- Accidents take effort. Be in the right place and wait for the right time. This ties in with a key tenet of reporting: why now? You might have all sorts of ideas to write about (I know I do), but you need an angle. Newman calls it a vehicle that your story can ride. It’s some specific person, situation, or place that metonymizes an entire cultural trend. (That said, remember the specific. More on that further down.)
- Every story needs pictures. Not photos, necessarily, but word-pictures. When you read Newman’s stories, you notice that almost every one of them starts and ends with a description of a person doing something. You get a picture in your mind right away. Short story writers, make a note.
- When doing street interviews, find people who stay put. Don’t chase them down, notebook in hand. Approach folks at park benches, stadia, bars, parking lots, hotel lobbies, movie lines, bus stops. Also, find people who want to talk. Don’t ask Joe Briefcase about fracking. Ask the protestors at an anti-fracking march. Ask people in line for the natural history museum about their views on cloning mammoths.
- In interviews, people always say what they think you want to hear. The best stuff comes when they think the interview’s over. Find dialogue and you will find a scene.
- Find talkative, unimportant people who feel ignored and have lots of time. Find people who work or live parallel to the rich and famous. And don’t make them out to be emblematic of a group, even if they are members of that group. They are themselves, and that’s what makes them interesting. Avoid pickle barrels. Find the one and only.
- Find contrasts. An old journalism adage says, “Get the other side.” When you pair up the opposition, both sides show their colors a little more.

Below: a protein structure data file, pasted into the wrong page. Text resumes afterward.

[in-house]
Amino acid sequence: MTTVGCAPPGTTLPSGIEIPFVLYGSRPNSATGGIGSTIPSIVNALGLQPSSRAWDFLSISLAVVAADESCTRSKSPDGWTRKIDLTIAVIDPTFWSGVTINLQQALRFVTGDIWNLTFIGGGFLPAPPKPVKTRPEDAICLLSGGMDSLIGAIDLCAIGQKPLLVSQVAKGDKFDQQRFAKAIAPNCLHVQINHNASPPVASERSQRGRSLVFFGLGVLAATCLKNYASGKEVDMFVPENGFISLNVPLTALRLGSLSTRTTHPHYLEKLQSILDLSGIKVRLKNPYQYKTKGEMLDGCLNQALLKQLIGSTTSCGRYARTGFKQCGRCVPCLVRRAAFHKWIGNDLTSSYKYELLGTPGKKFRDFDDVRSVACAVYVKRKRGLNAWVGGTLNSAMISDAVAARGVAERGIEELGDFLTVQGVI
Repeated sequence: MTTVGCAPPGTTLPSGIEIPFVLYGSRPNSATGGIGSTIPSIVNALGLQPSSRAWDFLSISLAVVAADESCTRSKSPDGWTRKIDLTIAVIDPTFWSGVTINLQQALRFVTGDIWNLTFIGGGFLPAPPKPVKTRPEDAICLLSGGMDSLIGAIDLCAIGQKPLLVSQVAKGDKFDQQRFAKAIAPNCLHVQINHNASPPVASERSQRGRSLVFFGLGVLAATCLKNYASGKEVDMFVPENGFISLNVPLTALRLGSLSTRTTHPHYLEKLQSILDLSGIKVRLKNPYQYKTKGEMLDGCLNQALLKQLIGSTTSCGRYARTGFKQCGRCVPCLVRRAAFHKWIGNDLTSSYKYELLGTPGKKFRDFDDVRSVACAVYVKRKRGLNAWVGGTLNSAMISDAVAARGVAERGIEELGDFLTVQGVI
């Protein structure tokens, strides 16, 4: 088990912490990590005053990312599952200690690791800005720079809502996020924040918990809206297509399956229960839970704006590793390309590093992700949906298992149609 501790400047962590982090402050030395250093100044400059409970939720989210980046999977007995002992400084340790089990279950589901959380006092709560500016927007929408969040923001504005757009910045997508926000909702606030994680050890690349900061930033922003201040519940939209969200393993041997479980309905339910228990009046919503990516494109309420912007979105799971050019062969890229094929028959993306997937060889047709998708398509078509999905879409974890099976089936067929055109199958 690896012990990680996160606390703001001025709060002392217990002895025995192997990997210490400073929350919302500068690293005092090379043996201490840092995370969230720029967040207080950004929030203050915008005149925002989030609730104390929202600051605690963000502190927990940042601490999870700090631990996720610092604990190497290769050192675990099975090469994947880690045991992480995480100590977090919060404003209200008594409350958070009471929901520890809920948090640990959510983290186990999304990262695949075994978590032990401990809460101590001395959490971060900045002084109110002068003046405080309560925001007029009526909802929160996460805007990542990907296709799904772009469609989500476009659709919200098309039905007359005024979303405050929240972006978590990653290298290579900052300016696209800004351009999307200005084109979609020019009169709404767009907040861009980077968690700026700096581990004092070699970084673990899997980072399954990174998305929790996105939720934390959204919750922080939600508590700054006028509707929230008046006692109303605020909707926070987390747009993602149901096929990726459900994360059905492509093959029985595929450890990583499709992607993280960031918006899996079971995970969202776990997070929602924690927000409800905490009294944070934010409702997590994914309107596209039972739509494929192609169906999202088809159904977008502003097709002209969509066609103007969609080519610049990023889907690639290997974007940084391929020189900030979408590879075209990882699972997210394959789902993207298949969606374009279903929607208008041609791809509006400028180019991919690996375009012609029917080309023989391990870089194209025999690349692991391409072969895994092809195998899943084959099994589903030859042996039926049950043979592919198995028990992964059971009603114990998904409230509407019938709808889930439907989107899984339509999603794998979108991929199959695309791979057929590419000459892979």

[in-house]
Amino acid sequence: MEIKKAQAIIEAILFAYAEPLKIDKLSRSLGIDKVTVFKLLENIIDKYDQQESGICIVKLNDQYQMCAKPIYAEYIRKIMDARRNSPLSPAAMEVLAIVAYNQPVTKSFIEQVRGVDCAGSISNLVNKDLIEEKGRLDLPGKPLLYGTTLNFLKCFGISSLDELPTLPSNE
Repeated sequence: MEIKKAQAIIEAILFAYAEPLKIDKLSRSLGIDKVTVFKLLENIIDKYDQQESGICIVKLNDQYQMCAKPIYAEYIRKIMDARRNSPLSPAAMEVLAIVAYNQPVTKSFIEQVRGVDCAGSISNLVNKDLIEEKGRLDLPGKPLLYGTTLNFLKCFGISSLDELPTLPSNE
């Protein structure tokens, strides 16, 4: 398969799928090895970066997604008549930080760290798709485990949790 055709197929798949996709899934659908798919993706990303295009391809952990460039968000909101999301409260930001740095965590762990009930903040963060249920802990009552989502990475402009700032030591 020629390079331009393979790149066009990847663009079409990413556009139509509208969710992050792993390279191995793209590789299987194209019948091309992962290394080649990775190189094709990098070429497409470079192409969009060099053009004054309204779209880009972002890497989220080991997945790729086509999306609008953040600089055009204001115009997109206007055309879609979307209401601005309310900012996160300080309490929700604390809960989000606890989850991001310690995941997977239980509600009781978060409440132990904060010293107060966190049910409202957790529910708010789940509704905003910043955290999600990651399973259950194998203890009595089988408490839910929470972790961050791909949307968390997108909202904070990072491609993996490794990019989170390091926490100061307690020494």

Some great practical advice:
- Newman’s notebook is a National 1 Subject, Narrow Ruled Eye-Ease (R) Paper, 80 sheets. He has over 700 of them lined up on shelves in his office. Their chief assets are they lay flat and have a hard back cover that provides a portable writing surface. He uses a BIC (R) Cristal Easy Glide Bold 1.6mm, unless the temperature’s below-zero, in which case he carries a pencil and a sharpener.
- Plan ahead. Bring cash. Don’t waste time. Your objectives are efficiency and security.
- Get a great lede, or your reader will move on. Put your best stuff up front, even if it’s not the main point of the story. (Yet another lesson for short story writers.) Take a look at this opener: “Before he pulled the trigger, before the car chase, before the cops ran him down and threw him in jail, Jim Stevenson had a calm look at the Texas penal code, and judged that it would permit radical measures in defense of a piping plover.” Don’t you want to read that story?
- Find a nut, a kernel, a peg. Somehow, you have to convince an editor that your story needs to run now. Relevance often feels forced, but hunting for the right nut can strength your reporting. It doesn’t have to be political at all. It just has to tie your story to the here and now. The nut is not the story, either, so Newman likes to end his nut-graf on a note of expectation, not finality, so that the reader won’t bow out early. The challenge is to stick with the formula (lede, nut, quote, to-be-sure, history, etc.), but weave a storyline through it from beginning to end, so the reader keeps reading.
- Indexing – a great idea. Newman indexes all his interview notes, research, books, clippings, press releases, academic studies, and scribbles, then groups them according to topic. Related ideas and observations coalesce into paragraphs. No stone is unturned. The process of going through each note line by line reveals the shape of the story and unearths connections that were invisible before.
- Last, keep it short. The secret, Newman says, to short writing is long reporting. Know your stuff so you can leave it out.